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Central Italy looking to attract UK golfers
June 29, 2010

The areas of Tuscany and Lazio are two of the most popular destinations among UK holidaymakers when visiting Italy and they are in line to become a real favourite among the UK golfer as well.

Million of tourists flock to the Italian regions each year to take in the historic and cultural delights of the likes of Florence, Pisa and, of course, Rome.

And, as you would expect, the quality of the golf courses in the areas matches anything to be found on the sightseeing trail.

Whether you want to play first-class 18 or nine-hole venues winding their way through a mixture of oak pines, olive groves, lakes and magnificent scenery, or even want to play a course in the crater of an extinct volcano, Tuscany, Lazio and its nearby neighbour Umbria has something to satisfy the appetite of the hungriest of golfers.

And if you move further afield, you will come across the region of Emilia Romagna, Italy's most popular golf destination to date with around 20 golf courses to choose from.

"We have a wonderful tradition and approach to golf in Italy that we are keen to educate the UK golf tourist about," said Valerio Scoyni, director of ENIT, Italy's national tourist board.

"We are very proud of our variety of golf courses. Some of them are up there with the best in Europe and we would like the British to appreciate and understand what we have to offer."

Tuscany has nine 18-hole courses and six nine-hole layouts and playing golf in the region represents a journey back in time as the golfer wanders the fairways surrounded by historical buildings and ancient villas which are today the seat of important golf clubs.

Poggio dei Medici, in northern Tuscany near Florence, and Argentario golf clubs have both staged the Italian Ladies Open in recent years while Montecatini, Toscana and Punta Ala all offer perfect havens for the serious golfer.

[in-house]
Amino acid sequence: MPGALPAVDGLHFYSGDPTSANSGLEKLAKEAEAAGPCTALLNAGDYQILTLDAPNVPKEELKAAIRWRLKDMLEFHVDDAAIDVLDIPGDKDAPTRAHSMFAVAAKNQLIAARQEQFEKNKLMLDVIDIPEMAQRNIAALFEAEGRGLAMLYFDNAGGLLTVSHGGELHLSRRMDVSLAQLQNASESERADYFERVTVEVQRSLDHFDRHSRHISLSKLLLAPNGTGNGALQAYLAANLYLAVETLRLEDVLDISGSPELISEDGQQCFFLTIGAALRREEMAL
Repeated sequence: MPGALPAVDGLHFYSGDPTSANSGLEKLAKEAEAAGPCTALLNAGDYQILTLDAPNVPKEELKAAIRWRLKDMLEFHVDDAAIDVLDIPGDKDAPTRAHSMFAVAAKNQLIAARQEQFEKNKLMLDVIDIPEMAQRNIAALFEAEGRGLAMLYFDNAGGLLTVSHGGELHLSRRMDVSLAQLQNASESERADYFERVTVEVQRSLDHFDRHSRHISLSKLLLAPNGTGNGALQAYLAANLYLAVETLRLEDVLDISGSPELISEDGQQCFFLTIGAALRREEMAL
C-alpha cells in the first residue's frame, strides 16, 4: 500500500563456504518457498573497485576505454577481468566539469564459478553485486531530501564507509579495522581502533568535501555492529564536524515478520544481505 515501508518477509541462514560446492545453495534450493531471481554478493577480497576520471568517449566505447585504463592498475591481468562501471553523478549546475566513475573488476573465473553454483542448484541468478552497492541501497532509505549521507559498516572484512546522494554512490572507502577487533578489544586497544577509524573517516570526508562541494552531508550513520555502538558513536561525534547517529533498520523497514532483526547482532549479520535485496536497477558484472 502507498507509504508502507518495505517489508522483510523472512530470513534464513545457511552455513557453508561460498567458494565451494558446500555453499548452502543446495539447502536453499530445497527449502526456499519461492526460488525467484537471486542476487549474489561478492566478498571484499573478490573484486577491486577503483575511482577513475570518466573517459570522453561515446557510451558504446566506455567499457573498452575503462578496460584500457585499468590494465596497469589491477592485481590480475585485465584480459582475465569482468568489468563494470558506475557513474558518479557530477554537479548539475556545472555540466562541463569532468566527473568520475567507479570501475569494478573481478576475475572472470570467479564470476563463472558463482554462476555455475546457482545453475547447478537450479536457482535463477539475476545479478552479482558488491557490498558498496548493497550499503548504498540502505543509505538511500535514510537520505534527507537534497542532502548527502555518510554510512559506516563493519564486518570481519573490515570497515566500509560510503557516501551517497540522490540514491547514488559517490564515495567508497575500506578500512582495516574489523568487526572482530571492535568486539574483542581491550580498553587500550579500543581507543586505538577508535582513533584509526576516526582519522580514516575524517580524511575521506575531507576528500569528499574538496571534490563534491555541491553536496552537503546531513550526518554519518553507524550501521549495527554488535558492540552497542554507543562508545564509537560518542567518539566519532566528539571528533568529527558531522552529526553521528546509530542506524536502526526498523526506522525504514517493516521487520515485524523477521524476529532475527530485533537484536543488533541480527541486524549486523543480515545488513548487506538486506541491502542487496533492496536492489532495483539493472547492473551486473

The quality is just as high when you cross the border and venture south towards Rome with the Italian capital offering numerous beautiful courses that can be played all year thanks to the ideal climate of the city.
Le Querce, which has been compared favourably with Sunningdale and Wentworth, and Olgiata are regularly ranked in the top ten courses in the country and have both held the Italian Open.

Parco dei Medici has played host to the ladies equivalent and, with its many water hazards, offers a test that will challenge the best of golfers.
Situated in the crater of an extinct volcano, Castelgandolfo offers you the chance to sample the unique experience of playing Robert Trent Jones' course with the Pope's summer residence overlooking you.

Further north, Emilia Romagna offers you the chance to mix a round or two of excellent golf with the opportunity to indulge in another passion with the motor museums of Lamborghini, Ferrari and Ducati within easy reach, while the courses at Perugia and Antognolla in Umbria are also well worth a visit.

Scoyni added: "I can't think of a better place to come and enjoy great golf, great food and great culture than Italy - and in addition, we have a very good football league as well, so combining a golf trip with a match is an attractive thing to do as well."

To enquire about a golf break or for further information on golf in Italy, please phone 020 7399 3550/7 or visit www.italiantouristboard.co.uk .

For more details about golf holidays in Tuscany and Emilia Romagna, go to Italy Golf and More's website www.italygolfandmore.com .








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